Court Provides Ground Rules For BitTorrent Argument


The D.C. Federal Appeals Court has slated Comcast's appeal of the FCC BitTorrent decision as the third of three cases to be heard Jan. 8.

According to Comcast, each side has been given 25 minutes, actually a lot of time as these arguments go, which could indicate particular interest in the issue.

It also means the arguments could have time to extend even beyond those times, at the judges' discretion, since there is no case after it.

The FCC found back in summer 2008 that Comcast violated its Internet open-access guidelines by blocking BitTorrent peer-to-peer traffic.

Comcast took the FCC to court over the decision, challenging the legal underpinnings as well as the findings that Comcast was in violation, which it said "were not justified by the record."

Comcast told the D.C. court in a brief that the FCC's BitTorrent decision was hardly modest (as the FCC claims), was done without the requisite notice, and was unenforceable.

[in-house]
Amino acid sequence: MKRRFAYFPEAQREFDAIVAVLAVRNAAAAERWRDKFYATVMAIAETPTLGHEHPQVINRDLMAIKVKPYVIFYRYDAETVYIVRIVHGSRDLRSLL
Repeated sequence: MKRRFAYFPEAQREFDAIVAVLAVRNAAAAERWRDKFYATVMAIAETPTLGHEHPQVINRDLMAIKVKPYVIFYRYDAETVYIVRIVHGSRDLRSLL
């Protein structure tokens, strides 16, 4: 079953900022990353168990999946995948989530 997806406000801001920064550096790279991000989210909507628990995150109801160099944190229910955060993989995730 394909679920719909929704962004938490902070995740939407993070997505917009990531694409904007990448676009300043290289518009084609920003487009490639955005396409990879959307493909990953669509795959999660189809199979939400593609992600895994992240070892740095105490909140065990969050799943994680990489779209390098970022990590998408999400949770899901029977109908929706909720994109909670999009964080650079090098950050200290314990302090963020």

Comcast was responding to the FCC's argument in the commission's brief to the court that the FCC had the authority to take action against Comcast for "covertly interfering" with BitTorrent peer-to-peer traffic in violation of Internet openness principles--and doing so in an adjudicatory proceeding rather than a rulemaking.

Comcast argues that the FCC violated "basic rules of fair notice" because the conduct it targeted--reducing peer-to-peer traffic on the network--did not violate any FCC rules.

The FCC had open access guidelines, but not enforceable rules, a distinction the FCC is looking to erase with its proposed network neutrality rules expanding and codifying those principles.

Earlier this month, Comcast agreed to settle a class-action lawsuit alleging the company impaired the use of peer-to-peer file-swapping applications, and will pay up to $16 million -- minus $3 million in attorneys' fees and other costs -- to customers who believe they were affected.